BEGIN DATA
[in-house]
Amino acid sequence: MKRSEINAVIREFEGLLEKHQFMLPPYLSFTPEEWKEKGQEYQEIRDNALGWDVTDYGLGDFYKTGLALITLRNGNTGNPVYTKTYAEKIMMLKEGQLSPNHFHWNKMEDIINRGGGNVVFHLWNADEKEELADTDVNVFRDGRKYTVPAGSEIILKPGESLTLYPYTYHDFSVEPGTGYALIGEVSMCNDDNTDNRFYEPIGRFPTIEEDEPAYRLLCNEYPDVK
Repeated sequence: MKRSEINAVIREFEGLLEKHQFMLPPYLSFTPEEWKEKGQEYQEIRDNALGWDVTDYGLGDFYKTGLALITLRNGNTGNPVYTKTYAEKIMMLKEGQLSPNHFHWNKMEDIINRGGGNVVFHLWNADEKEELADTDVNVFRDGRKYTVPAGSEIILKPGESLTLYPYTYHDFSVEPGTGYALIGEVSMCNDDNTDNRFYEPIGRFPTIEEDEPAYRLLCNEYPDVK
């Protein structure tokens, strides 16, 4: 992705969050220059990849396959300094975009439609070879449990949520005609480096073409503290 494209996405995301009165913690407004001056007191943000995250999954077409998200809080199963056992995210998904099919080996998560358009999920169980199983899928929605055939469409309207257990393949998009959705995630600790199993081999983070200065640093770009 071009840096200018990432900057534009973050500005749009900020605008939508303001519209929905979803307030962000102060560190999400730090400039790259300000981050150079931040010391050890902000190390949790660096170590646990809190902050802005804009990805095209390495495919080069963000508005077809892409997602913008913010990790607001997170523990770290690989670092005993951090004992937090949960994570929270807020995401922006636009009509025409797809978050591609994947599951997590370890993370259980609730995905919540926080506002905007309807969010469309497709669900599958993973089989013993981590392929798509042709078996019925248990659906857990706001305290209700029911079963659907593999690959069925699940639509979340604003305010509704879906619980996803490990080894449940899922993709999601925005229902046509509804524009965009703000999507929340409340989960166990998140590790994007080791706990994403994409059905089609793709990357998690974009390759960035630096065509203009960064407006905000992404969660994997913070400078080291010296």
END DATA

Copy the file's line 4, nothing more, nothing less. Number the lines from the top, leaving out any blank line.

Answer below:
């Protein structure tokens, strides 16, 4: 992705969050220059990849396959300094975009439609070879449990949520005609480096073409503290 494209996405995301009165913690407004001056007191943000995250999954077409998200809080199963056992995210998904099919080996998560358009999920169980199983899928929605055939469409309207257990393949998009959705995630600790199993081999983070200065640093770009 071009840096200018990432900057534009973050500005749009900020605008939508303001519209929905979803307030962000102060560190999400730090400039790259300000981050150079931040010391050890902000190390949790660096170590646990809190902050802005804009990805095209390495495919080069963000508005077809892409997602913008913010990790607001997170523990770290690989670092005993951090004992937090949960994570929270807020995401922006636009009509025409797809978050591609994947599951997590370890993370259980609730995905919540926080506002905007309807969010469309497709669900599958993973089989013993981590392929798509042709078996019925248990659906857990706001305290209700029911079963659907593999690959069925699940639509979340604003305010509704879906619980996803490990080894449940899922993709999601925005229902046509509804524009965009703000999507929340409340989960166990998140590790994007080791706990994403994409059905089609793709990357998690974009390759960035630096065509203009960064407006905000992404969660994997913070400078080291010296």